# kaons - Physics 443 February 2008 Kaons 1 Quarks According...

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Physics 443 February 2008 Kaons 1 Quarks According to the Standard Model there are 3 generations of quarks, with two quarks in each generation. Quarks have electric charge, color charge and weak charge. The electric charge couples the quarks by electromagnetic forces. The color charge couples them by the strong force, and the weak charge by the weak force. Within each generation one of the quarks has electric charge 2 3 e and the other - 1 3 e where e is the charge of an electron. The 6 quark flavors are up( u ), down( d ), charm( c ), strange( s ), top( t ), and bottom( b ). u d 0 c s 0 t b 0 (1) The u, c and t have charge 2 3 e and d 0 , s 0 , and b 0 have charge - 1 3 . For each quark, there is an antiquark with opposite electric charge. Thanks the mech- anism of confinement, we never see free quarks, but only quark bound states. There are bound states of 3 quarks, like the proton ( uud ) and neutron ( udd ) with charges 1 and 0 respectively. The 3 quark states are called baryons. Every possible 3 quark combination of the light quarks ( u , d , and s ) has been observed. The masses of the quarks are very different as shown in the table. Except for the pro- ton, the 3 quark bound states are all unstable. There are also quark anti-quark states like the π + ( u ¯ d ), π - ud ), K 0 sd ), K + su ), ¯ K 0 ( s ¯ d ), etc. with charges 1, -1, 0, 1, 0. The quark anti-quark states are called mesons. Every quark antiquark pair will appear as a meson. Quark masses (MeV/c 2 ) u 10 d 10 s 80 c 1.55 b 4700 t 175000 We usually produce mesons in strong or electromagnetic interactions. They decay by weak interactions. Strong and electromagnetic interactions conserve quark flavor. The number of quarks - antiquarks of each flavor in the initial state is the same as the number in the final state. That is N q - N ¯ q 1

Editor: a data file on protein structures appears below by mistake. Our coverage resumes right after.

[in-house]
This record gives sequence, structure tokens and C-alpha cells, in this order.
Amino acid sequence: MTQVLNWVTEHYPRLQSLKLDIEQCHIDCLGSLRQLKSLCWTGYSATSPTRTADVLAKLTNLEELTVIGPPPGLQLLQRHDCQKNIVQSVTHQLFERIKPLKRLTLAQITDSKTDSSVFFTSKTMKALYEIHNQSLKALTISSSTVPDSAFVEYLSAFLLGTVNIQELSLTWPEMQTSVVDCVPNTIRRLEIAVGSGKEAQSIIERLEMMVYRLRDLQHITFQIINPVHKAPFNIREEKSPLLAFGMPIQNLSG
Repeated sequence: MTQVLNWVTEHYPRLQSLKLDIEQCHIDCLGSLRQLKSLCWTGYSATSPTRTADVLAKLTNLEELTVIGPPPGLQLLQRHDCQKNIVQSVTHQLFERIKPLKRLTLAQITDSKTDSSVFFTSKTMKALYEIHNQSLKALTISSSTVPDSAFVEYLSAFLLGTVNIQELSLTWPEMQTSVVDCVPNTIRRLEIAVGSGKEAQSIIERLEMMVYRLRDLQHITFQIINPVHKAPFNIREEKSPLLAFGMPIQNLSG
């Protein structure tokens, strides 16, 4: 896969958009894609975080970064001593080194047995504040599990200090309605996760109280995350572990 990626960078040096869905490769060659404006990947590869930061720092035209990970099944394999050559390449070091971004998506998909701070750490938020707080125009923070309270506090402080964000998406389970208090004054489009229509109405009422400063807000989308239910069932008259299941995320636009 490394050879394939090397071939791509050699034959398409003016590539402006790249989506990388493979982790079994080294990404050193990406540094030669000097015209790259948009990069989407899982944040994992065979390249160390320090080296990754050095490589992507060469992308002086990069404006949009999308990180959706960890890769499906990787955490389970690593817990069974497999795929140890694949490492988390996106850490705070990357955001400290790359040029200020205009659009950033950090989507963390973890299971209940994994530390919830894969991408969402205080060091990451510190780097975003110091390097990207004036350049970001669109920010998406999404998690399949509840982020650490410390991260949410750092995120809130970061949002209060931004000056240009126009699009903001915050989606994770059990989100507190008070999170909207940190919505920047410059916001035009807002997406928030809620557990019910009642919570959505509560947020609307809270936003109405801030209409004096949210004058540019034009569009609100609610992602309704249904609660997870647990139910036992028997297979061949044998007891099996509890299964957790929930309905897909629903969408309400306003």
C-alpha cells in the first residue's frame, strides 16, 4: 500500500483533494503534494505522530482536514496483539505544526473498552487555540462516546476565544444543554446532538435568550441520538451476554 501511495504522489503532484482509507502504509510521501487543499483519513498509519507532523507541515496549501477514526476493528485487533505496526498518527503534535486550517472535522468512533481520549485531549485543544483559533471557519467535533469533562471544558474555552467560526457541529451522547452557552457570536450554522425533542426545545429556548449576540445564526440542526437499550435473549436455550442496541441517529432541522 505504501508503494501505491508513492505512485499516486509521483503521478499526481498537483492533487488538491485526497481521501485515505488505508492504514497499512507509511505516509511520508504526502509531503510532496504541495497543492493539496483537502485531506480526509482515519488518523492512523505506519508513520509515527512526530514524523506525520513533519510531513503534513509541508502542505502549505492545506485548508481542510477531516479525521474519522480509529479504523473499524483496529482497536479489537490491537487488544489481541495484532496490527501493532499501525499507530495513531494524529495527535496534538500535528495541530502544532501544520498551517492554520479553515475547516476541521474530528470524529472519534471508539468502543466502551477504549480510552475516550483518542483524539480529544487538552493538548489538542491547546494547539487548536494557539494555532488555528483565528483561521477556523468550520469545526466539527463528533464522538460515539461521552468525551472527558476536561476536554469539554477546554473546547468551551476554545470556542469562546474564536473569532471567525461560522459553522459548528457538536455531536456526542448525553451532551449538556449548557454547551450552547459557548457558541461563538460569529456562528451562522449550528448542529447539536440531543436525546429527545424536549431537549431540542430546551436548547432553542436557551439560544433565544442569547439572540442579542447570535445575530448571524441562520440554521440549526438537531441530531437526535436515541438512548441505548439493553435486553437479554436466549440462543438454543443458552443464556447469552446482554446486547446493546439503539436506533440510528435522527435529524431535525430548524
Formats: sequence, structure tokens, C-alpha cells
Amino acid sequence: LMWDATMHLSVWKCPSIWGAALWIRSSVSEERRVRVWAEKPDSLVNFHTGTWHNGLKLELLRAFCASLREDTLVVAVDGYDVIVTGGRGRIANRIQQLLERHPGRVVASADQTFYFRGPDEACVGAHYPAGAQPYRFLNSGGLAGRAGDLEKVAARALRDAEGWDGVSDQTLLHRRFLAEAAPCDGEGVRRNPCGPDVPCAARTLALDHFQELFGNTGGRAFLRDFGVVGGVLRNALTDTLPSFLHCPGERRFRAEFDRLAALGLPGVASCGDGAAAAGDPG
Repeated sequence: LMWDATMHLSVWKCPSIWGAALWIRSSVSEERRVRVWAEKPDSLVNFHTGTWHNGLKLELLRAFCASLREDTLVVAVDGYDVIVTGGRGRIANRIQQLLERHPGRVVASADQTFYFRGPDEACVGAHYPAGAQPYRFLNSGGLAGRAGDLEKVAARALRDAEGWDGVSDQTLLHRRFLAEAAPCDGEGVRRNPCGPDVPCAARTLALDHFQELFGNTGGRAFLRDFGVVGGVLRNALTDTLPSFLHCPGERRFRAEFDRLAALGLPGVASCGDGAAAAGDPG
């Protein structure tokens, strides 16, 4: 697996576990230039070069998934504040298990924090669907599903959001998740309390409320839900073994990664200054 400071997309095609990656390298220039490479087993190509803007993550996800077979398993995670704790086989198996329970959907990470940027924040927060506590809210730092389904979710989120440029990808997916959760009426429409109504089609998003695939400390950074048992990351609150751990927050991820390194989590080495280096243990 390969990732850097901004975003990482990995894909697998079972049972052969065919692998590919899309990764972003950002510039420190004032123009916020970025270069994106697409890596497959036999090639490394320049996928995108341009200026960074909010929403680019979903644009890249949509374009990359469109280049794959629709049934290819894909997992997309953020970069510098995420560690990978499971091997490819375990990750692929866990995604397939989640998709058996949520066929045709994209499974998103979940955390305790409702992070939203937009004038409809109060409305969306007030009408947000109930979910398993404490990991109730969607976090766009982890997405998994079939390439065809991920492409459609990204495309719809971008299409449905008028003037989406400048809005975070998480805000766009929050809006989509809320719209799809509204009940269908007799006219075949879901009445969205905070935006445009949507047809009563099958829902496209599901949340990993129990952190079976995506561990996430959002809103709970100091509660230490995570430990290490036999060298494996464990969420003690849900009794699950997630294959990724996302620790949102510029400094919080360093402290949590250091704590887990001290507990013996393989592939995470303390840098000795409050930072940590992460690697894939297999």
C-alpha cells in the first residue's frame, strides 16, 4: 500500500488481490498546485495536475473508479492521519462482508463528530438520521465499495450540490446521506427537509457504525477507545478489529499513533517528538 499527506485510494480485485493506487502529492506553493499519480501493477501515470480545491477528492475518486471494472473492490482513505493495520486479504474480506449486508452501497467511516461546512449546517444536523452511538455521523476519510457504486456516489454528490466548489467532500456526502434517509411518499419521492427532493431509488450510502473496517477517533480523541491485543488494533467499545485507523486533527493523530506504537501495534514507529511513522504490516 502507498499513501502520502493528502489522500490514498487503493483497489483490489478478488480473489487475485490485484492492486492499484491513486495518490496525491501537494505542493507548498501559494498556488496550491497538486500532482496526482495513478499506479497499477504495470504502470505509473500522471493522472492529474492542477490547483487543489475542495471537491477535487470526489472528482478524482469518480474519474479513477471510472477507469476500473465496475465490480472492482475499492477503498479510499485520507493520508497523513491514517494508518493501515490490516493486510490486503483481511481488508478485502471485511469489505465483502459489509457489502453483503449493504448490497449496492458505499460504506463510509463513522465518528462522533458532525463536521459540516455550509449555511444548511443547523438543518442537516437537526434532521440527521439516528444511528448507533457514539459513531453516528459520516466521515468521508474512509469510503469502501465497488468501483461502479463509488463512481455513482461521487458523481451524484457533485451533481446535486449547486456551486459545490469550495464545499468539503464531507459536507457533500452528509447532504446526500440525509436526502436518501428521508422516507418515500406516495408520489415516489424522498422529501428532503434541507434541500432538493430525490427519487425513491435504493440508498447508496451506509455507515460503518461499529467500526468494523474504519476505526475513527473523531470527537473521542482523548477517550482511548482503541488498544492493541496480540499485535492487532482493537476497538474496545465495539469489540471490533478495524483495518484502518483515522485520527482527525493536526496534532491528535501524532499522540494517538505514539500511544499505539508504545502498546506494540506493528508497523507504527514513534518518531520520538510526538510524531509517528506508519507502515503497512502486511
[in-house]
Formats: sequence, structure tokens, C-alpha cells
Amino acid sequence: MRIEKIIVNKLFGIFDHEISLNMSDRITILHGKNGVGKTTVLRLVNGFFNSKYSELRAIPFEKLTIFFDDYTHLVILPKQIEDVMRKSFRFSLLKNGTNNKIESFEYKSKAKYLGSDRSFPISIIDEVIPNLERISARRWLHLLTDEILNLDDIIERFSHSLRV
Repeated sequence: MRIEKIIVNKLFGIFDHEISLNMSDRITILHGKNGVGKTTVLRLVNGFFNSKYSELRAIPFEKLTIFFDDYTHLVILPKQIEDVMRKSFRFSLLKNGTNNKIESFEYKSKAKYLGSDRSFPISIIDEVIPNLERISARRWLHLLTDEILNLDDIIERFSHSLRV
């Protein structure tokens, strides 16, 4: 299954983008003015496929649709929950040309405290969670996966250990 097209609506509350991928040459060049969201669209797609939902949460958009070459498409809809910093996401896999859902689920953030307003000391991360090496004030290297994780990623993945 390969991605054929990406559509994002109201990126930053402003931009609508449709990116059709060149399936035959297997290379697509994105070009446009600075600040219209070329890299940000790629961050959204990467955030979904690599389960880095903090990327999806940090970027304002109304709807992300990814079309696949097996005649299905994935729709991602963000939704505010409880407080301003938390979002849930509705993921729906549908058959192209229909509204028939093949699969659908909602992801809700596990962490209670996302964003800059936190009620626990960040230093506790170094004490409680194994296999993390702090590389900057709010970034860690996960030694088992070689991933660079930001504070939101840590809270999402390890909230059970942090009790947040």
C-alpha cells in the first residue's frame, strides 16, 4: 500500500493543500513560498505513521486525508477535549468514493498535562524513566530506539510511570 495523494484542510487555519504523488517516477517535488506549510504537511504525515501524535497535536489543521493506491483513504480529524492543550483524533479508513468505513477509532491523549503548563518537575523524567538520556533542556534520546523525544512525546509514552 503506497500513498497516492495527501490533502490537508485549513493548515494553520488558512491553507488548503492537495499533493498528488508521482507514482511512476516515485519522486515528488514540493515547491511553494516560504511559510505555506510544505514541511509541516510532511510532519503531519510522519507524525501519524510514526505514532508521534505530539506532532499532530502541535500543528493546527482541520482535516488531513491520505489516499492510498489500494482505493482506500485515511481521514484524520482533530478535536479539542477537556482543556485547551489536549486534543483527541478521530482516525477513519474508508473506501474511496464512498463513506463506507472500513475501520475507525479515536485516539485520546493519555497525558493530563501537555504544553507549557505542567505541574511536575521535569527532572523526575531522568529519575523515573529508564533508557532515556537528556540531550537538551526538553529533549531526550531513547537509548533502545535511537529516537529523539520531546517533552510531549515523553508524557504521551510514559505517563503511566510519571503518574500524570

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is conserved. So a u quark cannot turn into a d in a strong interaction. On the other hand, weak interactions couple the charge 2 3 quark with the charge - 1 3 quark in each generation and the weak interaction is mediated by the charged vector boson call the W . The W has electric charge ± 1. The interactions are represented by Feynmann diagrams. Some of the allowed weak interaction vertices are shown in Figure 1. d 0 s 0 ¯ s 0 u c ¯ c A A A A A A A A A W - W - W + A A A W - d ¯ u Figure 1: Weak interaction charged current vertices Time runs up in the diagrams. Note that charge is conserved at each vertex. That is, the sum of the electric charges of the quarks and W’s coming into the vertex is the same as the sum of electric charges leaving the vertex. The bar indicates the antiparticle so ¯ q is the anti q . Since we never see free quarks, the vertices indicated above are just pieces of more complicated interactions that involves mesons and baryons. An important subtlety is that the quark flavors that we identify for par- ticipation in weak interactions according to 1 are not quite the same as the quarks states that couple by strong interaction. In particular the weak states s 0 and d 0 are linear combinations of the strong states s and d . Namely s 0 = s cos θ c - d sin θ c d 0 = d cos θ c + s sin θ c The mixing angle θ c
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• Spring '08
• RUBIN, D
• mechanics, Charge, Quark, K1, Weak interaction, K1 K1, K1 K2, K2 K2

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